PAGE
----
THE CHEROKEE ROSE

Tiya Miles

Tiya Miles’s luminous but highly accessible debut

novel examines a little-known aspect of America’s

past—slaveholding by Southern Creeks and

Cherokees—and its legacy in the lives of three

young women who are drawn to the Georgia

plantation where scenes of extreme cruelty and

equally extraordinary compassion once played out.

Set in modern-day Georgia, The Cherokee Rose follows three characters—

Jinx Micco, a Cherokee-Creek historian exploring her tribe’s complicated

racial history; Ruth Mayes, whose mother sought refuge from a troubled

marriage in her beloved garden and the cosmetic empire she built from

its bounty;

more …

Tiya Miles’s luminous but highly accessible debut

novel examines a little-known aspect of America’s

past—slaveholding by Southern Creeks and

Cherokees—and its legacy in the lives of three

young women who are drawn to the Georgia

plantation where scenes of extreme cruelty and

equally extraordinary compassion once played out.

Set in modern-day Georgia, The Cherokee Rose follows three characters—

Jinx Micco, a Cherokee-Creek historian exploring her tribe’s complicated

racial history; Ruth Mayes, whose mother sought refuge from a troubled

marriage in her beloved garden and the cosmetic empire she built from

its bounty; and Cheyenne Cotterell, an affluent Southern black debutante

seeking a meaningful personal history—on their journeys of memory

gathering, self-discovery, and bonding. Complementing award-winning

research with an ability to write meaningful, complex characters, Miles

proves genius again with this debut novel.

less …
  • John F. Blair, Publisher
  • Hardcover
  • April 2015
  • 264 Pages
  • 9780895876355

Buy the Book

$26.95

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About Tiya Miles

Tiya Miles was awarded a MacArthur “genius” grant

in 2011. She has been selected for Ebony Magazine’s Power 100 and The

Grio’s 100 lists of African American leaders. The author of numerous works

of nonfiction, Miles holds degrees from the University of Minnesota,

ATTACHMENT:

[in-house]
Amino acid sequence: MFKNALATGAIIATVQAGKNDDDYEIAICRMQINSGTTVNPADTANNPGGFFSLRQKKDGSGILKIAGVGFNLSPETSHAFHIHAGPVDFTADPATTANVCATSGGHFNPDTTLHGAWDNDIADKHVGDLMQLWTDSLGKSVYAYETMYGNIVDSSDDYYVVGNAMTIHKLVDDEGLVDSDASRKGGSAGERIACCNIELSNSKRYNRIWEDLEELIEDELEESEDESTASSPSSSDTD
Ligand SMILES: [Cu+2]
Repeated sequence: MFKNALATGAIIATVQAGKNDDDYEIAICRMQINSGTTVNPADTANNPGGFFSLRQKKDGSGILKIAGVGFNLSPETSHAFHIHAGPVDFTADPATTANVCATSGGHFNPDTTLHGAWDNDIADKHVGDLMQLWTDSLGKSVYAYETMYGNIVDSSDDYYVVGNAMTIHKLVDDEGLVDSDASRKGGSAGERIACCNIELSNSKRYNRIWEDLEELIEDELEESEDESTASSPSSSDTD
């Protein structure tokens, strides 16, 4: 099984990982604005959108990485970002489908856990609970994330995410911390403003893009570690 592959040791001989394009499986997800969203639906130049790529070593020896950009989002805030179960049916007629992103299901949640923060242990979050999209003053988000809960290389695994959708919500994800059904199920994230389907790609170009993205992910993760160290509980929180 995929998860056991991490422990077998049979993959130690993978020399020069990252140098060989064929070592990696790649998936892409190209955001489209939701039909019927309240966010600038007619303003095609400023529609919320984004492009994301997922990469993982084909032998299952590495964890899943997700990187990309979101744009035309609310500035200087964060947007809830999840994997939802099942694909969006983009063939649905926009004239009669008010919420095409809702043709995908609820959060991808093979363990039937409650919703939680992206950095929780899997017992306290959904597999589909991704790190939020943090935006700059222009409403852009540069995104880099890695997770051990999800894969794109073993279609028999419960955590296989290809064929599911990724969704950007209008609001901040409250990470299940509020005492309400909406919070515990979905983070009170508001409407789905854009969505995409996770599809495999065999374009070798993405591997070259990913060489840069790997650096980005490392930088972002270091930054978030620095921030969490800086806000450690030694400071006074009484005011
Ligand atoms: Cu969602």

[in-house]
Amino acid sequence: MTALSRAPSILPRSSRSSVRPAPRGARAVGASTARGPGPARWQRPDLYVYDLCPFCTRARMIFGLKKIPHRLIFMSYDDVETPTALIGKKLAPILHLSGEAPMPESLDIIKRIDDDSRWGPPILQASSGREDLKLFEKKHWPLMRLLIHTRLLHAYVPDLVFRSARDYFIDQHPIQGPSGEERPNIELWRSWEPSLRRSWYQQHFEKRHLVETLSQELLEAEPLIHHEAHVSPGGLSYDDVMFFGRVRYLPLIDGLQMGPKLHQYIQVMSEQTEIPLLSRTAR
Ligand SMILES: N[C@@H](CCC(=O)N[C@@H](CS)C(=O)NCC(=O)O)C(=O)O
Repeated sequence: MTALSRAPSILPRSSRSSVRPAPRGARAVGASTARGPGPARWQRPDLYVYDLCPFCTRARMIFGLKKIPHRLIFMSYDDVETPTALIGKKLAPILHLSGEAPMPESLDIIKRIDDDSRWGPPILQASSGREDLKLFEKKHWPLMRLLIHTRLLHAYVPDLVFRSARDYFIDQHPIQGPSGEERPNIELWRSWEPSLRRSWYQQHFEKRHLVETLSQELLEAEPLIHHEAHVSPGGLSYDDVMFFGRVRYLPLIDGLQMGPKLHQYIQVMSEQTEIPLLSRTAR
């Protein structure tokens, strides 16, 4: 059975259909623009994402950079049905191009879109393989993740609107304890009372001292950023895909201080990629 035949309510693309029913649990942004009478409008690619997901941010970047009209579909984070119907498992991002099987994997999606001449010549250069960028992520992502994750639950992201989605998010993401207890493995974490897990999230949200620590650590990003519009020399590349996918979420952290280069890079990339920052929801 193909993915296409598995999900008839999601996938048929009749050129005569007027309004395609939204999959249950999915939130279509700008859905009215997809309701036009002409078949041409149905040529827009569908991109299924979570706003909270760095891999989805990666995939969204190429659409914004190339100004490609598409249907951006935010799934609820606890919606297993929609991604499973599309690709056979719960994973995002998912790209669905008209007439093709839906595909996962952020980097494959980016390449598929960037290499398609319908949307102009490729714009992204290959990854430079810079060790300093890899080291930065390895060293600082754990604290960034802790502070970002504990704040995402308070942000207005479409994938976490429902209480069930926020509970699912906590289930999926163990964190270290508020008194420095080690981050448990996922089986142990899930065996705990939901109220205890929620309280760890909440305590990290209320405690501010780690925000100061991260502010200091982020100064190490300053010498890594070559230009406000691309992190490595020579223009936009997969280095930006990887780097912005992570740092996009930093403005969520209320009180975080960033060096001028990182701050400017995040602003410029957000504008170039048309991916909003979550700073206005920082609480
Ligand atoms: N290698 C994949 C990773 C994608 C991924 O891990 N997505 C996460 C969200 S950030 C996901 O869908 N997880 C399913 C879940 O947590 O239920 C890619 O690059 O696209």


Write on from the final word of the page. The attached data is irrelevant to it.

Emory University, and Harvard University. Currently, she is a professor at

the University of Michigan in Ann Arbor, MI.

Praise

The Cherokee Rose asks hard questions about race, power, and belonging

and reminds us of the fierce love that centers the quest for justice. We need

more novels like this.”—Daniel Heath Justice, Canada Research Chair

in Indigenous Literature and Expressive Culture, University of British

Columbia

“Poignant and essential storytelling. That only begins to describe Tiya

Miles’s work. The Cherokee Rose is a book that, with a deft hand, illuminates

a little-known, yet vitally important, facet of a past we all share. A

wonderful read.”—Jason Mott, New York Times best-selling author of

The Returned

Discussion Questions

Many Americans can relate to Cheyenne Cotterell’s

journey to discover her genealogical history. Hearing

stories passed down by ancestors is a large part of

identity. But what if those stories don’t match records

such as newspapers, census information, and other

documents? Have you ever researched your family tree? Do you have

oral histories passed onto you from relatives or ancestors?

The Cherokee Rose is full of a diverse cast of characters from the past

and present. In what ways, big and small, do you see the characters

experience or confront prejudice based on their race, class, gender, or

sexuality?

The plot of The Cherokee Rose is really begun when the characters travel

to The Cherokee Rose Plantation because it is being auctioned; this is

not something that only happens in fiction. Do you feel citizens or

governments have a duty to protect historical sites like The Cherokee

Rose Plantation? Should there be more done to document and exhibit

the true history persevered in such places?

The Cherokee Rose follows Ruth Mayes and Jinx Micco, both gay

women of color, and Cheyenne Cotterell, a black woman trying to

discover a lost Native American branch of her family tree. The novel

also features historical characters often overlooked in history books

and records. In fact, when beginning her research, Tiya Miles was faced

with an archivist who laughed at the idea of finding any significant

material on African American and Native American women. Do you

think The Cherokee Rose does well to shine a spotlight on women

whose experiences have been all but erased from history? With which

character do you most identify? (You can take this Buzzfeed quiz to see

which character you’re most like!: http://www.buzzfeed.com/annabs/

which-kickass-cherokee-rose-character-are-you-13ccj)

Tiya Miles’s distinguished research delving into the world of a

Cherokee-owned slave plantation in present-day Georgia culminated

into her works of nonfiction. Her research on that subject and expertise

on women’s history are the foundations for The Cherokee Rose. What

aspects of the history presented in the novel surprise you most? Was

the author’s note about her research enlightening or helpful? Do you

think fiction is a good tool to teach people about lesser known people

and events of the past?